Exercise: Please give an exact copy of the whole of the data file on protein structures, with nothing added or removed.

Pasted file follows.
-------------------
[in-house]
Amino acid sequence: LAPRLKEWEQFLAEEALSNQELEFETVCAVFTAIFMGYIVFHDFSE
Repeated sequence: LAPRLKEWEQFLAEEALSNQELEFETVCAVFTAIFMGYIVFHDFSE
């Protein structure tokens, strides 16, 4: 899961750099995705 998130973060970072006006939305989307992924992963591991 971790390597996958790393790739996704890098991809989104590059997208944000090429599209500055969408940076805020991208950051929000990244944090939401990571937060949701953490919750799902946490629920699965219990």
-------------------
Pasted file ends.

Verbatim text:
[in-house]
Amino acid sequence: LAPRLKEWEQFLAEEALSNQELEFETVCAVFTAIFMGYIVFHDFSE
Repeated sequence: LAPRLKEWEQFLAEEALSNQELEFETVCAVFTAIFMGYIVFHDFSE
């Protein structure tokens, strides 16, 4: 899961750099995705 998130973060970072006006939305989307992924992963591991 971790390597996958790393790739996704890098991809989104590059997208944000090429599209500055969408940076805020991208950051929000990244944090939401990571937060949701953490919750799902946490629920699965219990």